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One of the major goals of United States immigration law is to promote family reunification through family-based immigration. Philadelphia, PA, residents cannot, however, petition for just any family member, no matter how distantly related, to come to the United States based on that family relationship. U.S. citizens can petition for their parents, children (including married sons and daughters), husbands, wives, brothers, or sisters, but not cousins, aunts, uncles, grandparents, or family members even more distantly related. If you are a legal permanent resident, you can only petition for your husband or wife and your unmarried children. Your status as a U.S. citizen or a legal permanent resident can also make a difference in how long your relative has to wait to emigrate to the United States. To figure out the exact details of your potential wait time, contact us for a consultation.
U.S. citizens can also petition for their fiance(e)s or spouses to come to the United States on a non-immigrant visa called the K visa. Non-immigrant visas grant temporary, rather than permanent, immigration status. Fiance(e)s of U.S. citizens are eligible for the K-1 visa, while spouses of U.S. citizens are eligible for the K-3 visa. The K-1 visa is issued specifically for the fiancée of a U.S. citizen to come to the United States to marry that U.S. citizen petitioner. The K-3 visa is meant to allow a foreign national already married to a U.S. citizen to come to the United States after that U.S. citizen has filed a petition for permanent residence status for the foreign national. This way, the foreign national spouse can await approval of that petition in the United States with the U.S. citizen spouse, rather than abroad and living apart from the U.S. citizen spouse.
Approval for K-1 visas can be particularly difficult to obtain for marriage-based immigration. In Vietnam, in particular, the rate of denial of K-1 petitions is very high. U.S. citizens seeking permission for their Vietnamese fiance(e)s to come to the United States to get married must be prepared to show a lot of evidence documenting the authentic nature of the relationship between the U.S. citizen and his or her intended spouse, including knowing about each other's personal interests, and family, educational, and work histories. Cases of immigration fraud, in which people are paid money to marry strangers in order to get them U.S. immigration benefits, make the consular offices that decide these applications even more suspicious of K-1 petitions.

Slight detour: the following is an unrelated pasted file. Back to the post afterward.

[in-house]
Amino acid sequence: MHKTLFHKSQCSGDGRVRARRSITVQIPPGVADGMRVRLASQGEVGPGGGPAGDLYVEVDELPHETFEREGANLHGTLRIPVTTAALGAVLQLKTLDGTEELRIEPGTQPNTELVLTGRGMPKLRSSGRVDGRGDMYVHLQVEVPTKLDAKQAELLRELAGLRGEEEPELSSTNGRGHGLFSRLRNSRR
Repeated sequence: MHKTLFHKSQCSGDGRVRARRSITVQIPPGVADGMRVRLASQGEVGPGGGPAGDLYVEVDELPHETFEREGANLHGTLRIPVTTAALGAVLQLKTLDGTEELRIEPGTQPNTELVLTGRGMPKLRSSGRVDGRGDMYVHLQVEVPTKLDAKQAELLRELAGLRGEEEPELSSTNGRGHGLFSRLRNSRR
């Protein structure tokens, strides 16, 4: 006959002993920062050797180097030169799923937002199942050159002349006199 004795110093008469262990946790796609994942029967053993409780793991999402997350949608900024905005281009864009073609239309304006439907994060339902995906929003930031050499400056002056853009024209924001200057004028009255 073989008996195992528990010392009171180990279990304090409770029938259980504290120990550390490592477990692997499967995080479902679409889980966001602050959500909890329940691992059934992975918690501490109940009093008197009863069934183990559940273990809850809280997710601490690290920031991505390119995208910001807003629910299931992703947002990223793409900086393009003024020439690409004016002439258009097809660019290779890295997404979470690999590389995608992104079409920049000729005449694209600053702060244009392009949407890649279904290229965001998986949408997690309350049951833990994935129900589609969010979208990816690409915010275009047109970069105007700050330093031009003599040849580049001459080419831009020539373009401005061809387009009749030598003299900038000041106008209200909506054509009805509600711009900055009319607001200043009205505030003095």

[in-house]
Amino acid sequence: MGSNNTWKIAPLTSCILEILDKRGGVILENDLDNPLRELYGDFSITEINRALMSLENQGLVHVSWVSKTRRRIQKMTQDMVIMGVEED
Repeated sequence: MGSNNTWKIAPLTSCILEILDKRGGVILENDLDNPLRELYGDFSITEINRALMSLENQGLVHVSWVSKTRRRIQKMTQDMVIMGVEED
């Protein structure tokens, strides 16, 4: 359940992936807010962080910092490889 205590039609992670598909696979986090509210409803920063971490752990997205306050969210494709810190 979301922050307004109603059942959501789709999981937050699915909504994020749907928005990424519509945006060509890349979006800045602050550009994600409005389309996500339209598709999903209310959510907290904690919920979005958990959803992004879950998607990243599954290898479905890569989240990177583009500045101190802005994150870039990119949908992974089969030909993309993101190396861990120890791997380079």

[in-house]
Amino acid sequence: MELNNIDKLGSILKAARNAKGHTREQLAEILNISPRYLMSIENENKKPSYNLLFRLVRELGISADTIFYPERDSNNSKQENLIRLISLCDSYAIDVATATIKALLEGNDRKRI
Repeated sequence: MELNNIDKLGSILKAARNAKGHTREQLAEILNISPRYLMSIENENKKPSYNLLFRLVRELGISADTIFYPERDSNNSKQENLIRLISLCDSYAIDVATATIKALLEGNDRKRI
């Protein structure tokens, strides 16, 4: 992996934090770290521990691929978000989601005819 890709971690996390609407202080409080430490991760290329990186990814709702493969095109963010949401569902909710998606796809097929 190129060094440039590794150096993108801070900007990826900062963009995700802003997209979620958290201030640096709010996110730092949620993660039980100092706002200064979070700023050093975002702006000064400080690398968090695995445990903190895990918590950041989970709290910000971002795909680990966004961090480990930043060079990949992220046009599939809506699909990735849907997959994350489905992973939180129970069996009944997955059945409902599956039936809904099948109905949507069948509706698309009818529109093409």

No matter what type of family-based petition you are contemplating, including I-130 and I-129F petitions, U.S. immigration authorities are always concerned that the family relationship at issue is real and not fraudulent. It is important that you provide satisfactory proof of the relationship. Tran Law Associates can help you identify what type of proof the government will be looking for, and evaluate if this is the type of proof that you can realistically provide. Again, the best way to identify what you will need to submit in your benefits application is to talk to a competent immigration lawyer. In Philadelphia, there are many choices of firms that handle family-based immigration; the most important thing is to pick a legal practitioner whom you feel listens to and understands your concerns, and knows how to get results.
Family-Based Immigration Law in Philadelphia